A voice for the voiceless. Robert Sengstacke Abbot was the founder of the Chicago Defender, a black newspaper. The Chicago Defender made Abbott one of the country’s most prominent post-slavery black millionaires, along with beauty product industrialist Madam C.J. Walker. He also paved the way for prominent black publishers such as Earl G. Graves, John H. Johnson, and Edward Lewis.
Abbot was born just 5 years after the end of the civil war and was the son of slaves. He grew up with a half German stepfather who’s relatives eventually joined the Nazi movement in the 1930’s. Ironically, Abbot grew up being taught to hate racial injustice despite encountering it every day of his life.
Abbot graduated from Hampton University and was one of the g million African Americans from the real south who migrated to urban cities in the west, northeast, and Midwest. Abbot landed himself in Chicago and took it upon himself to welcome the many other African Americans that were fleeing the Jim crow south. With 25 cents in the capital and a four-page pamphlet handed out only in black neighborhoods, Abbot started what would eventually be his Chicago Defender. The paper’s success and rise in follower-ship were mostly due to Abbott being a natural hustler.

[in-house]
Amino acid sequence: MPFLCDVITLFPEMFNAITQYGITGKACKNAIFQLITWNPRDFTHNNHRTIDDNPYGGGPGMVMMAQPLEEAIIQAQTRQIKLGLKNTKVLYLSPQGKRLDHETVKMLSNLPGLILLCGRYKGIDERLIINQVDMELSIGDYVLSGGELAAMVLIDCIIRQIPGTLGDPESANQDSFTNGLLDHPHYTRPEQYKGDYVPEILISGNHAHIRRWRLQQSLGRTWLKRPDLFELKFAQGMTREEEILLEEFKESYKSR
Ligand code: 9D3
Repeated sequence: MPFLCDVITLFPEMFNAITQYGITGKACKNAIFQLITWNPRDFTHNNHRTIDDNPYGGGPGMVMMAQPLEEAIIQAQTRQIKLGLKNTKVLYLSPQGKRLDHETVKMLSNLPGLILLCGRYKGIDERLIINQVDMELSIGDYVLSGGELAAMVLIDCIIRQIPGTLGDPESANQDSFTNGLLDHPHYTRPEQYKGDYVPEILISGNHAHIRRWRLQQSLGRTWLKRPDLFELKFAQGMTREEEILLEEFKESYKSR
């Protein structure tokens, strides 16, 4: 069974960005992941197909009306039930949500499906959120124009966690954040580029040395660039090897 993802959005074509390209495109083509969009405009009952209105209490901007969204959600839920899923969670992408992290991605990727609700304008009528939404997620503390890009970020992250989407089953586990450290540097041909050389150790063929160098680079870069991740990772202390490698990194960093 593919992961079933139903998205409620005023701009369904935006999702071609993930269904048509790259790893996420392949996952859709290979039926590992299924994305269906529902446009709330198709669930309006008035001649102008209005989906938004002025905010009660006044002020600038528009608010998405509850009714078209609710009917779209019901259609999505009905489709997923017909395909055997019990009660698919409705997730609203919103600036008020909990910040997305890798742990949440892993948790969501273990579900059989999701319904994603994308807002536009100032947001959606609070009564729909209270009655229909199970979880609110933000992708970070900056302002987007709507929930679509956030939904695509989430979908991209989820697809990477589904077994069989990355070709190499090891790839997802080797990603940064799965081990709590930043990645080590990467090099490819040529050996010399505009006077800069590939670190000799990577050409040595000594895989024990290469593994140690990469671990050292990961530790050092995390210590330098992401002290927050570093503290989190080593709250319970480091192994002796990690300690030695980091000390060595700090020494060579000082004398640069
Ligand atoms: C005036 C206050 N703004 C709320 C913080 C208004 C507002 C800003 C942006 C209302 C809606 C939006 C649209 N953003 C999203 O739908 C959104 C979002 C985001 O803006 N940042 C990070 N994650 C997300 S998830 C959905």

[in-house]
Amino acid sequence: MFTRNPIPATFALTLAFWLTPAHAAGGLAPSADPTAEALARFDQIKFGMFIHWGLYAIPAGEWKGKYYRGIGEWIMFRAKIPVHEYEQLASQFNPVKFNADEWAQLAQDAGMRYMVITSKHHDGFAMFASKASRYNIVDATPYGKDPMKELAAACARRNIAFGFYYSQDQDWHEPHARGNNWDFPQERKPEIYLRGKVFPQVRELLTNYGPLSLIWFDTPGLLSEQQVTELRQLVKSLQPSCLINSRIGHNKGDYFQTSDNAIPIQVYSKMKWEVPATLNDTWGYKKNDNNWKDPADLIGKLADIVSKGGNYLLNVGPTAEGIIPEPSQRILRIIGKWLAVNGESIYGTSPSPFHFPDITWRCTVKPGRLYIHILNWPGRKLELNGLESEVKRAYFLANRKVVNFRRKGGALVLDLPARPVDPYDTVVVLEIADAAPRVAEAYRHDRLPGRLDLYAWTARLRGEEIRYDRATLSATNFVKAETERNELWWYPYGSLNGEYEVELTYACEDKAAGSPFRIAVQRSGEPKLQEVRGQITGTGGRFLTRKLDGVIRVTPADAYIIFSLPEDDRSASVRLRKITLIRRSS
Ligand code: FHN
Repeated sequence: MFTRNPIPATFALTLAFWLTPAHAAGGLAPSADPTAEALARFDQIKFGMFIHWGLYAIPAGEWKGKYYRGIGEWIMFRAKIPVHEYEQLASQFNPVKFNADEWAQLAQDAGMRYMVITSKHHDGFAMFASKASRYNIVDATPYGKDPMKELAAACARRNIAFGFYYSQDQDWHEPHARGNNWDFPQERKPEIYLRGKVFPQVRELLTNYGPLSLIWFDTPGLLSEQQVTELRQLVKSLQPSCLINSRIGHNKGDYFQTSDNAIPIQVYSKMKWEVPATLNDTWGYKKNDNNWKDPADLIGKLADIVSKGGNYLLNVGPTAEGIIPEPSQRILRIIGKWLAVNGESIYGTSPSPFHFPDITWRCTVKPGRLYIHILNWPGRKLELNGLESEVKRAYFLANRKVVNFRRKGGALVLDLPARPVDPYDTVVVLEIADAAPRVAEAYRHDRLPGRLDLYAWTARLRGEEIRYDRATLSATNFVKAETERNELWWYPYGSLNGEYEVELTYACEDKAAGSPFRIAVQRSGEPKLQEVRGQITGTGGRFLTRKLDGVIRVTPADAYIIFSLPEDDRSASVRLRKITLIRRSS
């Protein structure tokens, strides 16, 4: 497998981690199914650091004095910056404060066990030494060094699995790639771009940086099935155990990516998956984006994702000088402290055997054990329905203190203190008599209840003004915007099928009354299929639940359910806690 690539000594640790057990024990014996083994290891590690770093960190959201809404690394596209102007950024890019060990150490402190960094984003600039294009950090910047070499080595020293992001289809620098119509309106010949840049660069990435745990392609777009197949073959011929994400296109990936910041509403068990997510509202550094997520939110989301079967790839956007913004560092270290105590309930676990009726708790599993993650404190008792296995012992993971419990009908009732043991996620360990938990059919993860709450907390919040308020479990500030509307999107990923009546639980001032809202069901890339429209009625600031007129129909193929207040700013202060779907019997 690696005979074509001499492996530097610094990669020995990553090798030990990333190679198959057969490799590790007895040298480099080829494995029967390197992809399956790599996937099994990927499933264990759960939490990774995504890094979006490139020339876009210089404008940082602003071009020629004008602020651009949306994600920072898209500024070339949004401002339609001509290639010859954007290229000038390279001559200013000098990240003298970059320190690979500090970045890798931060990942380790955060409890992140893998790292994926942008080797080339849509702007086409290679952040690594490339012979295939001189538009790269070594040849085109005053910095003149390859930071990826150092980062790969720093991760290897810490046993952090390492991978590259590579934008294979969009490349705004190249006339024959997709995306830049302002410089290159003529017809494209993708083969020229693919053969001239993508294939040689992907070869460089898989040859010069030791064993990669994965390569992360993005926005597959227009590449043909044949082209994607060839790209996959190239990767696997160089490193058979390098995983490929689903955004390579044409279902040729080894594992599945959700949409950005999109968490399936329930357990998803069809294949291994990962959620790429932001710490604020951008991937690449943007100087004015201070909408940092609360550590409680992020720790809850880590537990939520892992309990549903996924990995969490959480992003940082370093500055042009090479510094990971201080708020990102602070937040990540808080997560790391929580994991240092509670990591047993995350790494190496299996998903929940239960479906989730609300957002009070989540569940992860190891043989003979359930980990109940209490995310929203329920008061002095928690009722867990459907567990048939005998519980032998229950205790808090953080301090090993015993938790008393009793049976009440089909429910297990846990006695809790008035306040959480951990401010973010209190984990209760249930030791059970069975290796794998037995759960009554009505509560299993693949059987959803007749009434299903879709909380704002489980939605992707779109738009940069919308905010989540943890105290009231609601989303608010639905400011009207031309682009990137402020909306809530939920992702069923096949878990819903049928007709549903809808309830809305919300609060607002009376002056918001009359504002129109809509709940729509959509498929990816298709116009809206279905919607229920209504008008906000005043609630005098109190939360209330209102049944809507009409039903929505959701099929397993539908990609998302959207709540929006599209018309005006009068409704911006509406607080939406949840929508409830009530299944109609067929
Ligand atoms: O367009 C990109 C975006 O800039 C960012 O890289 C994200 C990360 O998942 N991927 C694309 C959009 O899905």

The defender was initially banned in the south due to its strong encouragement for blacks to leave the south and head to the north. But the Georgia native used a few black railroad porters (who would eventually be known as the brotherhood of sleeping car porters) to distribute the paper in the southern states.
Abbot and the defender later turned their attention to other issues such as Jim crow segregation, the presidency of Woodrow Wilson and the deadly 1919 Chicago riots, all afflicting blacks in the early 20th century. Abbot eventually handed the defender over to his nephew, John H. Sengstacke, who eventually headed black newspapers in Detroit, Memphis, and Tennessee.
Abbot did everything in his power and more to help those who couldn’t help themselves. Abbot is a prime example of using your platform for the greater good.